European and UK Directives are clear on the permissible material pairings that are suitable to reduce the ignition source caused by friction of rotating and fixed component parts. Material pairings are considered carefully by fan manufacturers and authorised bodies. They use their theoretical and practical knowledge, coupled with the known application conditions for the environment in question, the safest material pairing and other compulsory technical specifications to determine how a product is chosen for an explosive environment.

Material pairings are devised and communicated in legislationdocumentation to minimise the risk of an explosion. Industrial fans in systems or machinery, are generally not supervised continuously and contact between rotating and stationary orfixed components, may occur in a particular area for an unknown amount of time, potentially in long intervals. 

Metal to Metal Ignition

Metal to metal ignition is caused either by rubbing friction, as mentioned earlier, such as between a rotating impeller and a stationary piece of metal, or by impact of two metal objects. Research has shown that in metal-to-metal contact, the properties of the more readily oxidised metal, normally determine the degree of ignition hazard. The hardness, melting point, ignition temperature, specific heat conductivity and brittleness of the metals all play a role, in that they determine the size, duration, temperature and heat capacity of the incendive sparks.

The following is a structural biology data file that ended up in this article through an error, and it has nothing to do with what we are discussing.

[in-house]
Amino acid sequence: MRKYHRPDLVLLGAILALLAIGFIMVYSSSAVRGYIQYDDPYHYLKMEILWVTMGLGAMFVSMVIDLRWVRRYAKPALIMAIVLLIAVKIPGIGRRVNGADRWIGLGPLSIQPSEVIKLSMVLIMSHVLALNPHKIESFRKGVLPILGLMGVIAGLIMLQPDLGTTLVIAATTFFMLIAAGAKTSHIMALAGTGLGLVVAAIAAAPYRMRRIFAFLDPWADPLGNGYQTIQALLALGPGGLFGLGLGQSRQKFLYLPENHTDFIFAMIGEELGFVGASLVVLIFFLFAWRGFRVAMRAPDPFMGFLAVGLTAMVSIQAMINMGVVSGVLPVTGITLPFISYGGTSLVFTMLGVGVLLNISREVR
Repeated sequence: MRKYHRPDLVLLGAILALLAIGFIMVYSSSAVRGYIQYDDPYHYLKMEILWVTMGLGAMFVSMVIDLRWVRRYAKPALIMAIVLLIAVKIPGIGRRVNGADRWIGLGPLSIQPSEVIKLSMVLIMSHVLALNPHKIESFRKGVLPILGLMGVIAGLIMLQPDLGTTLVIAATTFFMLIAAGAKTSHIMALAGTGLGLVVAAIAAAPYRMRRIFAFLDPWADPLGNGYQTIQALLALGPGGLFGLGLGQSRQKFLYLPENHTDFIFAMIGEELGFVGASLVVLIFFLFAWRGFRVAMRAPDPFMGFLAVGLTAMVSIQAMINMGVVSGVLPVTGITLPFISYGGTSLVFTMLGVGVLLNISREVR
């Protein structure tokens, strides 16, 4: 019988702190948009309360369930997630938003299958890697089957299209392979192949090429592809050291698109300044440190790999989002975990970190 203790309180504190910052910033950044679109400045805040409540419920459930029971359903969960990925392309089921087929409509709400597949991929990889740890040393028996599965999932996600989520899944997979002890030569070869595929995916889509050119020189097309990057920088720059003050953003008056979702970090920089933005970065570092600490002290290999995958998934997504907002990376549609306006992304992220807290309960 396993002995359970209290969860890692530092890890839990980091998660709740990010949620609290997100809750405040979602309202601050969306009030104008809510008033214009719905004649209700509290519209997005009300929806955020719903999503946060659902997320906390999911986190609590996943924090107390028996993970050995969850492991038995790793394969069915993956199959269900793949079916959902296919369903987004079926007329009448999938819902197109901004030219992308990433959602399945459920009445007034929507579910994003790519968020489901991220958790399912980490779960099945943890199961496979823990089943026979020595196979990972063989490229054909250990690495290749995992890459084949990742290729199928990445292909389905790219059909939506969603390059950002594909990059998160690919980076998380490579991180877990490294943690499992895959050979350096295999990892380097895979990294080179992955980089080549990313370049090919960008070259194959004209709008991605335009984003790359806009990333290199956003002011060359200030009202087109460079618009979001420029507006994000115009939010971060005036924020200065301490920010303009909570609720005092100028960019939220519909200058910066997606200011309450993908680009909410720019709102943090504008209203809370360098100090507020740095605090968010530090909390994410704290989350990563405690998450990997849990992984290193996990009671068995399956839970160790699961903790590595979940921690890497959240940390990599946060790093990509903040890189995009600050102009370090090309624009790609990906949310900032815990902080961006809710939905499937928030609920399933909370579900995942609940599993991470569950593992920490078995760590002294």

An important precondition for all the protection principles is that parts which are in unhindered contact with the explosive atmosphere must not be able to reach non-permitted high temperatures with respect to the ignition temperature of substances present in the site of installation. This means that the ignition temperature is relevant for all protection principles. We cover temperature classes and surface temperature on our website.

The standard EN14986 dictates minimum design rules that industrial fans for hazardous areas should comply with. In relation to the material pairings that we introduced earlier, the below briefly seeks to improve your knowledge of the parts of ATEX fans that indicate the rotating and stationary parts that must be manufactured from these permissible materials to reduce the risk of sparks and hot spots due to frictional rubbing in the event of movement between the two parts. For more information on a wide range of ATEX topics please visit our website.

ATEX Axial Fans 

In axial fans the two parts are:

Rotating: Impeller, tip of the blades.